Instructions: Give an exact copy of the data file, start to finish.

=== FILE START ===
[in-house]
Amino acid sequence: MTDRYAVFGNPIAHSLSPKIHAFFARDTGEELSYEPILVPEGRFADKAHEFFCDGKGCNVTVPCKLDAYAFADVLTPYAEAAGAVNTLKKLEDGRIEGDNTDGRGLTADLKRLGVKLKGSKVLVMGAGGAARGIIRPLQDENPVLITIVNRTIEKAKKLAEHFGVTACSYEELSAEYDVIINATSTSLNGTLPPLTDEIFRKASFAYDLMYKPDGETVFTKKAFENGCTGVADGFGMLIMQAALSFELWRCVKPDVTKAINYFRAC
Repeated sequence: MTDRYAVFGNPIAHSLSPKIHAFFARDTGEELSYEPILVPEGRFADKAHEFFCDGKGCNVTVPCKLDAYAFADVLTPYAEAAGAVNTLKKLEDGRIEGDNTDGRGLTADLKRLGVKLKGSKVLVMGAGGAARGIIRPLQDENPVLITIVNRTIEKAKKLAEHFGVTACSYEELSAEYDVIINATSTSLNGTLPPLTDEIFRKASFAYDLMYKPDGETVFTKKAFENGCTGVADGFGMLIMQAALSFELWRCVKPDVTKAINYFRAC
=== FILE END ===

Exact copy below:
[in-house]
Amino acid sequence: MTDRYAVFGNPIAHSLSPKIHAFFARDTGEELSYEPILVPEGRFADKAHEFFCDGKGCNVTVPCKLDAYAFADVLTPYAEAAGAVNTLKKLEDGRIEGDNTDGRGLTADLKRLGVKLKGSKVLVMGAGGAARGIIRPLQDENPVLITIVNRTIEKAKKLAEHFGVTACSYEELSAEYDVIINATSTSLNGTLPPLTDEIFRKASFAYDLMYKPDGETVFTKKAFENGCTGVADGFGMLIMQAALSFELWRCVKPDVTKAINYFRAC
Repeated sequence: MTDRYAVFGNPIAHSLSPKIHAFFARDTGEELSYEPILVPEGRFADKAHEFFCDGKGCNVTVPCKLDAYAFADVLTPYAEAAGAVNTLKKLEDGRIEGDNTDGRGLTADLKRLGVKLKGSKVLVMGAGGAARGIIRPLQDENPVLITIVNRTIEKAKKLAEHFGVTACSYEELSAEYDVIINATSTSLNGTLPPLTDEIFRKASFAYDLMYKPDGETVFTKKAFENGCTGVADGFGMLIMQAALSFELWRCVKPDVTKAINYFRAC